Fishing for Bass

A duo caught illegally fishing for bass off Tramore put themselves in “extreme danger” by going to sea in an unseaworthy boat.

Staff of Inland Fisheries Ireland (IFI) were working with the Garda investigating illegal netting of fish near Saleens in Co Waterford around 5am on Sunday morning last (25 August) when they came upon the tiny craft, which was not capable of dealing with the sea conditions, and had only one buoyancy aid for its two occupants.

IFI fisheries officers and gardaí were left with no choice but to alert the RNLI and IRISH COAST GUARD when what began as a fisheries investigation turned into a multi-agency marine search operation.

Thankfully the two people from the tiny craft were later found safely ashore. IFI subsequently seized the small craft and a 120m drift net, along with nine dead bass.

In a statement, IFI emphasised that fishing for bass is illegal, and that such activity has the potential to do huge damage to stocks.

The sale of wild Irish bass is also illegal, and it is important that the public does not support illegal fishing by buying such fish.

A file is being prepared by IFI with a view to prosecuting the fisheries offence.

IFI director David McInerney said it is incredible the risks that are undertaken by people undertaking  water based activities.

The area in question is famous for having great stocks of bass and sea trout, but sadly has been the location for a number of tragic drowning’s in recent years.

Source http://afloat.ie/

New Zealand to install cameras on board all fishing vessels and implement Precision Seafood Harvesting (PSH) within 2 years

Green Fish Blue Fish

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According to the New Zealand Herald (Steve Deane – Ministry unveils cameras to prevent dumping of fish 26 Nov. 2013) the New Zealand Ministry for Primary Industries unveiled new technology designed to prevent fish dumping by the country’s commercial fishing fleet will be unveiled today.

This ‘new technology’, essentially on-board surveillance cameras are to be made mandatory by October 2015 under changes to the regulation of the New Zealand (Northern Snapper fishery (SNA1). The surveillance technology will be used to monitor the on-board activities of fishermen. Two surveillance cameras were installed on the Aotearoa Fisheries vessel the FV Corinthian. According to the FV Corinthian skipper Flea Reid the camera don’t bother him.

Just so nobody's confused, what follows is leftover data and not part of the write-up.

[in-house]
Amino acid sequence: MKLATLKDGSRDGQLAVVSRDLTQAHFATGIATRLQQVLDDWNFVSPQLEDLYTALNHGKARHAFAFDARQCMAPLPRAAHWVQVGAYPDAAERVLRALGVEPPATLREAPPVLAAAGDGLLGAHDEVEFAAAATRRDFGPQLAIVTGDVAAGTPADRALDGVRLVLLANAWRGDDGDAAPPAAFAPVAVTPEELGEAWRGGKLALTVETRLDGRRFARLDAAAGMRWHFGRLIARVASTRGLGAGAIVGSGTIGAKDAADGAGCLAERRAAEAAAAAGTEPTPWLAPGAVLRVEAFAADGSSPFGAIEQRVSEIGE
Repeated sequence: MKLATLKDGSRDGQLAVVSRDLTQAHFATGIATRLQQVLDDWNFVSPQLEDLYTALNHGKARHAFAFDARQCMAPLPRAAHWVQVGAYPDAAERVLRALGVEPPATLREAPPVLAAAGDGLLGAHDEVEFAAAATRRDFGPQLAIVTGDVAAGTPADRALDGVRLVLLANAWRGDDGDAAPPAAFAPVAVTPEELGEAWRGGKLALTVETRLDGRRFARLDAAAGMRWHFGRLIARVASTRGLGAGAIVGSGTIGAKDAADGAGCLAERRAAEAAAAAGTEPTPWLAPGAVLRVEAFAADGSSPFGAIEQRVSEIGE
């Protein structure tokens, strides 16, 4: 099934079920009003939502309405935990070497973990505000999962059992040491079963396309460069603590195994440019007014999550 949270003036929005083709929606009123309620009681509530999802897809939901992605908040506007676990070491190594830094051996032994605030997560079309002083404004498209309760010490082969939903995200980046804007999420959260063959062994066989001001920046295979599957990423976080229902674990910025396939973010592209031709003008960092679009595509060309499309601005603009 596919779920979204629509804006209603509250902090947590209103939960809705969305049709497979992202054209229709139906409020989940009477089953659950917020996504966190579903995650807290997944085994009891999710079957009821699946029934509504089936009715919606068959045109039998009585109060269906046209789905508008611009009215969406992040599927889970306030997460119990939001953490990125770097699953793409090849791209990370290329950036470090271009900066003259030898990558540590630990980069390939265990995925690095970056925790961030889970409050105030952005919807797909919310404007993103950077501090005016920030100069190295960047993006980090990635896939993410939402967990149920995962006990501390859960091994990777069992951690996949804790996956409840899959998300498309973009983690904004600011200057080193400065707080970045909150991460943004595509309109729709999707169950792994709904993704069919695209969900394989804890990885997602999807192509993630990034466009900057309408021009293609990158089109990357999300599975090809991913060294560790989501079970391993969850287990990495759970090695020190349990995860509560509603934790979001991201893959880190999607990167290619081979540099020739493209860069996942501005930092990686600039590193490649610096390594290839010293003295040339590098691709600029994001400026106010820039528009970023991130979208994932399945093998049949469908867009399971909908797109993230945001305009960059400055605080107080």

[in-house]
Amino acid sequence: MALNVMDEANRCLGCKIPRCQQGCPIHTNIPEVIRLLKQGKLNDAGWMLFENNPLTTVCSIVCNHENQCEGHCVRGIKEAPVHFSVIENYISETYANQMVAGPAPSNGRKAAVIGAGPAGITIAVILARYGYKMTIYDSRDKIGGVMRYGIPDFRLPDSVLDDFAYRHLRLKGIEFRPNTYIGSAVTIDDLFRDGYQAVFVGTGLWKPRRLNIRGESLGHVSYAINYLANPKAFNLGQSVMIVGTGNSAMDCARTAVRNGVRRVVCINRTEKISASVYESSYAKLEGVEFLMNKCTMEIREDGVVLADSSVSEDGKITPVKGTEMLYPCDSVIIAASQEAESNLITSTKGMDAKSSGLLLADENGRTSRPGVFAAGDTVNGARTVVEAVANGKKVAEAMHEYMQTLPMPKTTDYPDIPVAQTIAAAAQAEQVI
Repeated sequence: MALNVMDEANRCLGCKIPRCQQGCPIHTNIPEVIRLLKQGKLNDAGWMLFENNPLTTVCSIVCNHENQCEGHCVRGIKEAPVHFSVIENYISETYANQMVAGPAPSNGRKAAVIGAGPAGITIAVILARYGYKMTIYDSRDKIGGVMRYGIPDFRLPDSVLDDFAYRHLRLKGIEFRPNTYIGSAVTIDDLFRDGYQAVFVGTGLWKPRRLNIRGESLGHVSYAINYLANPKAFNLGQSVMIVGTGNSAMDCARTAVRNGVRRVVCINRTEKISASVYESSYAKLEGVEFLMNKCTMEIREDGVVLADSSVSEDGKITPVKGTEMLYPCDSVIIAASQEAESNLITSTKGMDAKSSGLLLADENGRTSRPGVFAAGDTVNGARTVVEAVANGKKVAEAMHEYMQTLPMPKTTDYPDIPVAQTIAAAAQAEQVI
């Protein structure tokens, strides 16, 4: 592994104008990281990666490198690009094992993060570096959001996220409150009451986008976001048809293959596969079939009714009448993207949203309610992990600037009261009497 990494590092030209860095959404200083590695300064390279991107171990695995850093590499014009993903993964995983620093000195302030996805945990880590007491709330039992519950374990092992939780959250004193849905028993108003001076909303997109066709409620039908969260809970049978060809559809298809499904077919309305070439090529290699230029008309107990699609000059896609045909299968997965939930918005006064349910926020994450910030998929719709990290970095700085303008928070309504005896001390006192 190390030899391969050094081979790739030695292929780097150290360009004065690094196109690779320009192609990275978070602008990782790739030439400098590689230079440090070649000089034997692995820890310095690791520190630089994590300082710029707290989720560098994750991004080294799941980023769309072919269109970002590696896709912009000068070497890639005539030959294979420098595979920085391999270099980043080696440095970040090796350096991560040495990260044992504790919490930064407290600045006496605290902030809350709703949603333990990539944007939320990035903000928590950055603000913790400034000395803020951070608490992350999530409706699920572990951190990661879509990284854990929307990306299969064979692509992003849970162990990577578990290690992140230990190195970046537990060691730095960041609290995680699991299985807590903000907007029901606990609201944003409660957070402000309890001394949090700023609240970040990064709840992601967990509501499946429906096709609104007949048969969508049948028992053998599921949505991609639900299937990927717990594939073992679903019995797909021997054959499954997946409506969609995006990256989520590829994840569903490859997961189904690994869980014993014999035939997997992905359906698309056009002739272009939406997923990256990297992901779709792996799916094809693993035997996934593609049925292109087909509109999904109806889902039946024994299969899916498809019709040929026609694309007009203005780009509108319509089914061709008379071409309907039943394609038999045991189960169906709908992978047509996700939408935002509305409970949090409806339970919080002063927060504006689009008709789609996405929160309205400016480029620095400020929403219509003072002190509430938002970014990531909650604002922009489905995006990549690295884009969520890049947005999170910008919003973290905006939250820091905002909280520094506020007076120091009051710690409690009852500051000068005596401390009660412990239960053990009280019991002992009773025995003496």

The Minister for Primary Industries told fishing.net that (Snapper 1 Commercial fishing to be monitored):

This programme will provide greater information on the total commercial catch, particularly on the numbers of small snapper being caught…

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IFPAC The Irish Federation of Pike Angling Clubs

The Irish Federation of Pike Angling Clubs (IFPAC) is a body representing pike anglers in Ireland, North and South.The IFPAC was founded on 17th January 1988 at a meeting held at the Ardboyne Hotel, Navan. The membership for that year stood at fifteen clubs representing six hundred anglers, today membership of IFPAC is approaching 100 affiliated clubs representing in excess of seven thousand anglers from all walks of life.

The Irish Federation of Pike Angling Clubs wishes to announce the publication of an educational ‘pike angling conservation leaflet’. It is our hope that information contained within the leaflet, will provide experienced and inexperienced anglers with a clear understanding of issues surrounding the welfare of pike. Information on unhooking and handling, appropriate tackle, the Regional Fisheries Boards and the current pike angling legislation are included.

30,000 leaflets will receive wide distribution to anglers through numerous avenues such as angling magazines, tourist accommodation providers, tackle shops and the ‘Angling Ireland’ angling show in Swords on the 17th/18th of February.

The Irish Federation of Pike Angling Clubs clearly recognise that education is a responsibility that we all share and as such we take our role seriously in an Ireland that sees increasing pressure on our angling resource.

Fishing for cod on the quay

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This weekend i went down to the quay in Waterford city to do some fishing, the target species was cod. cod travel up the river suir from the sea to spawn in the middle of November when water temperatures get between 2 to 8 degrees. I fished the river at a similar time last year and hooked a 17 lbs beast and was hoping for more of the same this time round.

Forgot to mention the bait i use for catching cod is lug-worms. Lugs are a great bait for cod and are fairly cheap to buy, about 20 for a fiver. Our if you live close to a beach you can pop down and dig some up from the sand when the tids is low.

After starting to fish just before  full tide i knew i didnt have alot of time to fish so was keen to get cracking. So first cast out in to the middle of the river, five minutes later i get a bit a small 1lbs cod. This is a good sign it means the cod are in, another five minutes and another cod this time a 2 lbs cod. juring this time my mate neil has also hooked three cod of a similar size, then i hook what can only be described as a monster. the strength of the fish has my rod bowed over like id never seen before, after managing to get the fish in close to the peir he makes a dash around the large pillars underneath the platform  and its game over the beast pulls the hook out of his mouth. All i know is that it was definitely a big fish, Sickend!

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